- Federal law provides the United States Citizenship and Immigration Services (USCIS) up to 120 days to accept or reject a particular applicant’s request for US citizenship after the applicant has provided the required documentation, been fingerprinted and interviewed.
- Since the terrorist attacks of September 11, 2001, USCIS requires an expanded search of FBI records, known as a “name check,” for adjudication of applications for naturalization.
- The backlog resulting from this expanded check is leaving legitimate applicants in a legal limbo, sometimes for years. As of early March, 2008 some 365,000 applications are backlogged.
- USCIS has made the unfortunate decision to stop granting citizenship interviews to applicants whose “name checks” have not cleared. Rather than forming a partnership with those who support the long-standing American tradition of granting citizenship to deserving applicants, USCIS’s decision makes the situation with immigration rights advocates more combative, resulting in a number of lawsuits.
- On January 17th, 2008 the House Judiciary Committee Subcommittee on Immigration, Citizenship, Refugees, Border Security and International Law held a hearing titled “Naturalization Delays: Causes, Consequences and Solutions”.1 At that Hearing USCIS Director Emilio Gonzales said, “Our goal is to resolve this current processing delay as immediately as possible without taking shortcuts in the process that compromise national security or the agency’s integrity.
- On March 5, 2008 FBI Director Mueller testified before the Senate Judiciary Committee that the agency expects most of its backlog to be cleared by July, 2008. Mueller added that the emphasis was on clearing out those cases with the longest delays.
What is Being Asked of Members of Congress?
- Keep pressure on the FBI and USCIS to naturalize these backlogged applicants by July 4th, 2008. A letter sent to the respective directors will be very helpful in reminding them that Congress is interested in seeing those who have followed the rules of the application process rewarded with the right to vote in an important Presidential election.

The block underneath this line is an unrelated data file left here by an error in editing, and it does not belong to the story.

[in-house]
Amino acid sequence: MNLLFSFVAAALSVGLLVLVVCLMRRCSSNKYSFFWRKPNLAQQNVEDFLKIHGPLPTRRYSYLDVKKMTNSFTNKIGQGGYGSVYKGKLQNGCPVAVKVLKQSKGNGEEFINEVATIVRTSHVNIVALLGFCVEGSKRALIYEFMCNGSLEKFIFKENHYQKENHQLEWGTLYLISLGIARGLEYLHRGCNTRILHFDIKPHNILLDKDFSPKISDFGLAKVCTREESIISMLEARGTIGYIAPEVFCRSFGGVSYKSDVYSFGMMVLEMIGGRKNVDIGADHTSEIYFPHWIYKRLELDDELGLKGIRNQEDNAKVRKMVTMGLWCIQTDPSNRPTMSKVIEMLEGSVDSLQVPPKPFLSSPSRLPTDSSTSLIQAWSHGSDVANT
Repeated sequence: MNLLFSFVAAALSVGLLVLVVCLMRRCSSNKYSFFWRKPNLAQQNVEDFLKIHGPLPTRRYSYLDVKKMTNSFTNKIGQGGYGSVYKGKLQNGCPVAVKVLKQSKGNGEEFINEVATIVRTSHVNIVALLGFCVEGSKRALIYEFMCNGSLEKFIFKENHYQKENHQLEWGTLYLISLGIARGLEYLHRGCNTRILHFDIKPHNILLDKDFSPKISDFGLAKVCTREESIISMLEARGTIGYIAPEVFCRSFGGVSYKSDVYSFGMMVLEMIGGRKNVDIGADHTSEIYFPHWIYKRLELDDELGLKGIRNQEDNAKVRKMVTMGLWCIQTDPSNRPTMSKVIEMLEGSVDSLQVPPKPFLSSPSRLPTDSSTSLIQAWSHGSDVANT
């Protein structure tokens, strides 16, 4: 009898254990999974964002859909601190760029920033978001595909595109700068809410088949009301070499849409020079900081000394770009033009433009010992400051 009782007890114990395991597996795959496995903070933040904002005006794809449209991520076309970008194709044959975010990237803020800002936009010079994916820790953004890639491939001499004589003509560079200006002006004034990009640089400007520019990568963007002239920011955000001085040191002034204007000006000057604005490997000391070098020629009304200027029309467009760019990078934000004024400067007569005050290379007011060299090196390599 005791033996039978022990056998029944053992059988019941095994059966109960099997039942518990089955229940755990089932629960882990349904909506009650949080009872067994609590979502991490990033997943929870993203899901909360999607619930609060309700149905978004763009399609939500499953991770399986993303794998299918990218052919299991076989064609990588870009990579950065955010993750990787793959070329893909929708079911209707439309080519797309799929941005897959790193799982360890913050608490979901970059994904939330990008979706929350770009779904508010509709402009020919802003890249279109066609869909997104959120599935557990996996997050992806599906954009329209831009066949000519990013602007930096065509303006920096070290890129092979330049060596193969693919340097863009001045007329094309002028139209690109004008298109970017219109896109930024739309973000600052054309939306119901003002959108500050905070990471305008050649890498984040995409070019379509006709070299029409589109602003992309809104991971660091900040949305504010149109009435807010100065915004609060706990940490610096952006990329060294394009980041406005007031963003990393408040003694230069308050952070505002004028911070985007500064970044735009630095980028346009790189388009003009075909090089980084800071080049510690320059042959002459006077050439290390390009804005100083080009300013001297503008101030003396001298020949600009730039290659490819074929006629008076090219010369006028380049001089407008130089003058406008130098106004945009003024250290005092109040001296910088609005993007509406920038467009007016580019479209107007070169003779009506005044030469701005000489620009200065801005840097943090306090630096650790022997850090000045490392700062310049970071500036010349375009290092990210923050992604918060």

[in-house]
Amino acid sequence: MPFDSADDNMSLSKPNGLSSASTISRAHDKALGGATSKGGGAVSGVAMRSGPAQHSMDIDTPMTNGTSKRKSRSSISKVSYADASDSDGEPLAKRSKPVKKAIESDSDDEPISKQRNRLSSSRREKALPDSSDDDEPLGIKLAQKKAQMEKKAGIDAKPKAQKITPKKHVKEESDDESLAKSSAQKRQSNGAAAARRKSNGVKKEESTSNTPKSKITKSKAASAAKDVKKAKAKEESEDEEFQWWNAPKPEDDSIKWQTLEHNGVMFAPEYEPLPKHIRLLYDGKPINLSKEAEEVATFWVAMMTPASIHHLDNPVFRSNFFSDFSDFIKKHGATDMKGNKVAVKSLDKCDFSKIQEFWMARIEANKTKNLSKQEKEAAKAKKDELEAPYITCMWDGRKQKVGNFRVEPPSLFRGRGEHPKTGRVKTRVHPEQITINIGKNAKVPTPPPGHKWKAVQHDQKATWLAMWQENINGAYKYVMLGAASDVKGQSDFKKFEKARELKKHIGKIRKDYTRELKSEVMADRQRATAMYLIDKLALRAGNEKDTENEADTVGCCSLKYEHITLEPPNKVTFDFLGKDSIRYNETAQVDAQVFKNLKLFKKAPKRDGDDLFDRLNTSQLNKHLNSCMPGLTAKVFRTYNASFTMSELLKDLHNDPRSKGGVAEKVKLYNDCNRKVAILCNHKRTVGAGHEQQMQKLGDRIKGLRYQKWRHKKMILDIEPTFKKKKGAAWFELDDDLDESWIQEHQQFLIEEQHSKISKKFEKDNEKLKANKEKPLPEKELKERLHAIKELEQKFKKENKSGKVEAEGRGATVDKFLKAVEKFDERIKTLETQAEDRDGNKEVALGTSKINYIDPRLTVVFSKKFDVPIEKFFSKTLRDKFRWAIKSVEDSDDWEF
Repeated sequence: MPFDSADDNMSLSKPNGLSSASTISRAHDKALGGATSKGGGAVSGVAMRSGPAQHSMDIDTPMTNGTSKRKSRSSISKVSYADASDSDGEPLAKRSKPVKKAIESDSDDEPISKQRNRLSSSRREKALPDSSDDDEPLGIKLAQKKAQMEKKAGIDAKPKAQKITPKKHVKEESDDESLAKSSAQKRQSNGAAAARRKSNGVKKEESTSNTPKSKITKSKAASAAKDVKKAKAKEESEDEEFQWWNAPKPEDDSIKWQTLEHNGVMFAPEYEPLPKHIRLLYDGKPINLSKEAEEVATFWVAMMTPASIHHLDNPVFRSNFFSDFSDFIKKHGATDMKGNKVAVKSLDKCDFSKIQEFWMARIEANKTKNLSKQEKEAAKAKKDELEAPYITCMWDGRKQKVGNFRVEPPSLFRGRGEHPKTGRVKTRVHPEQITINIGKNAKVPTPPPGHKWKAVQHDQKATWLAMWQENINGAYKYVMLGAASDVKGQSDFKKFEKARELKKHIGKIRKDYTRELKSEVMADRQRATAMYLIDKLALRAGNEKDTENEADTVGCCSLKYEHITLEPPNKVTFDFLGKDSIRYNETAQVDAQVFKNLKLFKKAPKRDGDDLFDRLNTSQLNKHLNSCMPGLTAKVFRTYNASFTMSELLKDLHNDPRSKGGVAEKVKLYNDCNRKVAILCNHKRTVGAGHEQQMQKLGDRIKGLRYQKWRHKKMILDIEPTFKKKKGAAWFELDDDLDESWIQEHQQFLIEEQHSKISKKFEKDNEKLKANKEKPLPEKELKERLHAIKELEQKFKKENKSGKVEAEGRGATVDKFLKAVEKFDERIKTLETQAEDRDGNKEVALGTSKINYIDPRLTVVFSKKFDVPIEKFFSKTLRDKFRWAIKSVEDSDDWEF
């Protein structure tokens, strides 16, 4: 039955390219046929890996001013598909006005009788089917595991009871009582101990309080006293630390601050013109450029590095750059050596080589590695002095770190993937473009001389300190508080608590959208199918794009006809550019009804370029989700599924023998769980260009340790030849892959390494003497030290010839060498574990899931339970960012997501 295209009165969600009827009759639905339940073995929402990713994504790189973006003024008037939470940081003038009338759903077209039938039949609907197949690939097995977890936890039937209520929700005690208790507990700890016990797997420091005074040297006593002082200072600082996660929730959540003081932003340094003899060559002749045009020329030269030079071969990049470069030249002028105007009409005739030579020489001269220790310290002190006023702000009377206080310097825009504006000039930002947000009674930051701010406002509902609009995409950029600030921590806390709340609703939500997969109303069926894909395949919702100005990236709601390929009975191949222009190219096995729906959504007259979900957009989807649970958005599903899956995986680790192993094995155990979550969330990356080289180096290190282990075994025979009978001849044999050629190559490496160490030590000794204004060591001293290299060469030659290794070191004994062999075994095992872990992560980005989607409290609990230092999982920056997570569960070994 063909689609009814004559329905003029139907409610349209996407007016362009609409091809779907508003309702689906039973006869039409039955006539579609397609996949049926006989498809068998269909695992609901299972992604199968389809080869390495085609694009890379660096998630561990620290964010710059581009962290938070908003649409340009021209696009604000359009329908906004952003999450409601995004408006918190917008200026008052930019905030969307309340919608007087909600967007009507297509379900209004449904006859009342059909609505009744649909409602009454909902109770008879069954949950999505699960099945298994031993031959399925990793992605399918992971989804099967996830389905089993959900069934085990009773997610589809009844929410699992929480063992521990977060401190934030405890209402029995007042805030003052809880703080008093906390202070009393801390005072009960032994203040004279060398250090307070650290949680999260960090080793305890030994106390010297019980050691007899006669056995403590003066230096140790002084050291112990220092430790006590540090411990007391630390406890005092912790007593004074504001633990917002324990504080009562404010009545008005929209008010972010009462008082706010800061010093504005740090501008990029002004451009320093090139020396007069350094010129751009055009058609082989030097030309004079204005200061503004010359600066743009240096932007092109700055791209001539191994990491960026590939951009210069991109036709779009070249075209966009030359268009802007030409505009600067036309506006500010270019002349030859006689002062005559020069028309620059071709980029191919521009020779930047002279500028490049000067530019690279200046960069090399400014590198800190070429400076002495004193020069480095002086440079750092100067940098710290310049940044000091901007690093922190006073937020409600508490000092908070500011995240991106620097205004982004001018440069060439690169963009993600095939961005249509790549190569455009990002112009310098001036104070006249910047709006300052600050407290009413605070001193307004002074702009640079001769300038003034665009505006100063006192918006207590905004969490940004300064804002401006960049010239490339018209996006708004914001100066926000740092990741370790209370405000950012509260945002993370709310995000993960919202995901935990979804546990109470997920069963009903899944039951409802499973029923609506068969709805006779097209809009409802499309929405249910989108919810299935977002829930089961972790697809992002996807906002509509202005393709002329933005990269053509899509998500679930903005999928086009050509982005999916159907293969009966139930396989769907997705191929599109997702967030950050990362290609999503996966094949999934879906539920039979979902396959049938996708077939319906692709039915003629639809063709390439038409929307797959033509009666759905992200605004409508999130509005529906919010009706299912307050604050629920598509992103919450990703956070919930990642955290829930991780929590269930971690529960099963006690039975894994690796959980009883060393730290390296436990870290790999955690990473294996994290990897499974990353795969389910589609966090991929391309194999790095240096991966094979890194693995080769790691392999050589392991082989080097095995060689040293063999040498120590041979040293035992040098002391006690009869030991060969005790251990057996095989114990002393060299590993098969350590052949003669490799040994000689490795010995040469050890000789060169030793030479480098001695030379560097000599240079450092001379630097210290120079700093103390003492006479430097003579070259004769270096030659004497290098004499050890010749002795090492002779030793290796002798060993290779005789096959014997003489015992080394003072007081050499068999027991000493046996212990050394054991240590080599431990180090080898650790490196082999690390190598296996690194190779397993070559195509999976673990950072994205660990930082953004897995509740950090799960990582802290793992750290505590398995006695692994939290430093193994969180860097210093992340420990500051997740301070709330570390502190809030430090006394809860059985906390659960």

- If applicants remain delayed until mid-October but then get cleared, (such as many of those who applied prior to last year’s fee increase, which caused a spike in applications) arrangements should be made to allow them to register to vote for in the general election [Each state has different cut-off dates to register; some have a different one for naturalized citizens. Let them register to qualify to vote for this year’s Presidential election.]
Reasons to Support Ending Citizenship Delays
The DHS Citizenship and Immigration Services Ombudsman told Congress the name check backlog problem is “pervasive and serious,” accounting for “approximately 25 percent” of written complaints. The Ombudsman also noted that the problem is “worsening” and “may not achieve [its] intended national security objectives.”
- In his June, 2007 annual report to Congress the Ombudsman listed FBI names checks among the Department of Homeland Security’s “pervasive and serious” problems. He notes, “Resolving the FBI name check issue is included in the Ombudsman’s top five priorities posted on the office website.”
- FBI name checks “continue to significantly delay adjudication of immigration benefits for many customers, hinder backlog reduction efforts, and may not achieve their intended national security objectives. FBI name checks may be the single biggest obstacle to the timely and efficient delivery of immigration benefits, and the problem of long-pending FBI name check cases worsened during the reporting period.” (Underlines added.)